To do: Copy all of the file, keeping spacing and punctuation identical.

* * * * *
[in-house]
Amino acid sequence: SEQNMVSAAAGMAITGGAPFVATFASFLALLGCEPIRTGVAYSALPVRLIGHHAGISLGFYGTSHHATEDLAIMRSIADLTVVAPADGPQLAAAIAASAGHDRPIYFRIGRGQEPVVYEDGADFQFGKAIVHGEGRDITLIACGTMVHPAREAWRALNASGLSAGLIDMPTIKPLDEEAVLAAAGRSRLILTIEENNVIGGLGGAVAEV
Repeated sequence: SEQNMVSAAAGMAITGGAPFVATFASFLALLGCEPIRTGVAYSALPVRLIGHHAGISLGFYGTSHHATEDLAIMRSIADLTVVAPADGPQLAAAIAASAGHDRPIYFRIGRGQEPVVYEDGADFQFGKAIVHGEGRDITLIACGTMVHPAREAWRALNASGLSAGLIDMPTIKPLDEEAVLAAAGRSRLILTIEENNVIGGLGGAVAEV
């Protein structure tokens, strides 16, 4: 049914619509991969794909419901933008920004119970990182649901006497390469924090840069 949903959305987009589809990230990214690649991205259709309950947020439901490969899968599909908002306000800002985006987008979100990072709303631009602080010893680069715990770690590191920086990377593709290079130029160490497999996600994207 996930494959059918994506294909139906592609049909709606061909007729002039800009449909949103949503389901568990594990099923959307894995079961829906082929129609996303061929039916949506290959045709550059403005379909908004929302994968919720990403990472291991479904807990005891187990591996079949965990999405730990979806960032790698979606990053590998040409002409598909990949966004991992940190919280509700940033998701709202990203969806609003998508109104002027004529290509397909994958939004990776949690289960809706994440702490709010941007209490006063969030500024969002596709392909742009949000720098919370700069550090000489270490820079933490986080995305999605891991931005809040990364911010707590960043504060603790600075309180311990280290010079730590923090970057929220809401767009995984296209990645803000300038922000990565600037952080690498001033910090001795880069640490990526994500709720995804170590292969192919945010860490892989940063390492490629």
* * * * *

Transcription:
[in-house]
Amino acid sequence: SEQNMVSAAAGMAITGGAPFVATFASFLALLGCEPIRTGVAYSALPVRLIGHHAGISLGFYGTSHHATEDLAIMRSIADLTVVAPADGPQLAAAIAASAGHDRPIYFRIGRGQEPVVYEDGADFQFGKAIVHGEGRDITLIACGTMVHPAREAWRALNASGLSAGLIDMPTIKPLDEEAVLAAAGRSRLILTIEENNVIGGLGGAVAEV
Repeated sequence: SEQNMVSAAAGMAITGGAPFVATFASFLALLGCEPIRTGVAYSALPVRLIGHHAGISLGFYGTSHHATEDLAIMRSIADLTVVAPADGPQLAAAIAASAGHDRPIYFRIGRGQEPVVYEDGADFQFGKAIVHGEGRDITLIACGTMVHPAREAWRALNASGLSAGLIDMPTIKPLDEEAVLAAAGRSRLILTIEENNVIGGLGGAVAEV
């Protein structure tokens, strides 16, 4: 049914619509991969794909419901933008920004119970990182649901006497390469924090840069 949903959305987009589809990230990214690649991205259709309950947020439901490969899968599909908002306000800002985006987008979100990072709303631009602080010893680069715990770690590191920086990377593709290079130029160490497999996600994207 996930494959059918994506294909139906592609049909709606061909007729002039800009449909949103949503389901568990594990099923959307894995079961829906082929129609996303061929039916949506290959045709550059403005379909908004929302994968919720990403990472291991479904807990005891187990591996079949965990999405730990979806960032790698979606990053590998040409002409598909990949966004991992940190919280509700940033998701709202990203969806609003998508109104002027004529290509397909994958939004990776949690289960809706994440702490709010941007209490006063969030500024969002596709392909742009949000720098919370700069550090000489270490820079933490986080995305999605891991931005809040990364911010707590960043504060603790600075309180311990280290010079730590923090970057929220809401767009995984296209990645803000300038922000990565600037952080690498001033910090001795880069640490990526994500709720995804170590292969192919945010860490892989940063390492490629």